Edible flowers are common in the mekong delta during the flood season.

By Thuy Duong on December 05,2017 10:12 AM


Photos: Thuy Duong

Once foreigners try lẩu mắm, a special dish from the southern region of Vietnam, they may wonder who invented the ‘romantic’ idea of eating flowers. The fact is that for hundreds of years the inhabitants of the Mekong Delta have eaten flowers as part of their daily vegetable intake during the flood season. As the waters rose, farmers weren’t able to plant crops so they had no choice but to eat wild plants or flowers. Over time, the flowers become part of the local diet and when taken to other regions became special and expensive dishes.

Among the many kinds of these edible wild flowers are names such as Hoa súng, or water-lily, So đũa flower (Aeschynomene grandiflora), Lục bình flower (Duckweed), and Điên điển flower (Sesbania sesban). Few things beat sitting by the side of a boiling hotpot on a cold winter’s night with a side of beautiful flowers in a bamboo basket, wondering how they taste but being reluctant to eat them.

The most recognisable flower is the water lily; the ones that are large and purple in colour. Not every water lily can be eaten. Those grown in the northern part of the country, though being similar in appearance to those planted in the south, are inedible. ‘Only the floodwaters of the Mekong Delta produce edible water lilies,’ said the young owner of Ut Giang Restaurant in Hanoi. ‘Only when the water reaches a certain height, carrying alluvium soil, do water lily buds and seeds take life, jutting their sprouts on to the water surface. The higher the water level, the longer the plant and the softer the stalk will be.’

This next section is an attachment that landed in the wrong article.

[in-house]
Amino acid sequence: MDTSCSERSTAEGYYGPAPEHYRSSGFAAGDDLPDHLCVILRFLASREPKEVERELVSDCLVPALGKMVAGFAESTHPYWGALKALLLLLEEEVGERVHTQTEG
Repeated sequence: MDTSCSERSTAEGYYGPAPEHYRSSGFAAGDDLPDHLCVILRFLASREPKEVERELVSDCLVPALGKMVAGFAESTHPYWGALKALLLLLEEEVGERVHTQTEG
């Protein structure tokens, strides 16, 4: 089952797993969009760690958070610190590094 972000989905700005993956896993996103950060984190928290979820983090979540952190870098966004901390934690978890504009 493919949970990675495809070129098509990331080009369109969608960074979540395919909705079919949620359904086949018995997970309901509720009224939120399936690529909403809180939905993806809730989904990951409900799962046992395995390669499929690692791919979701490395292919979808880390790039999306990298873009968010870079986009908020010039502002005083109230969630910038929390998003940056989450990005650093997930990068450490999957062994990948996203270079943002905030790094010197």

Giang is the youngest daughter in a family from the western part of the Mekong Delta and owns two restaurants in Hanoi serving lẩu mắm and other specialties from her homeland. The flowers of water lilies, she explained, are not eaten, only the stalks. While the flowers can indeed be eaten, they’re not that filling. The first thing a chef does after receiving a bunch of water lilies is cut the flowers off, break the stalk into shorter pieces, and peel its skin. After being peeled, the stalk becomes soft and smooth and looks delicious.

The flood season is also the time when Linh fish abound. This is a type of tiny fish with very soft bones and can be eaten whole. Water lilies and Linh fish come together once a year, in the flood season, and together with fish sauce made from Linh fish, green tamarind and other flowers and vegetables, they form a unique specialty of the Delta - lẩu mắm cá Linh, or sweet and sour Linh fish sauce hotpot. The dish is eye-catching and an absolute delight!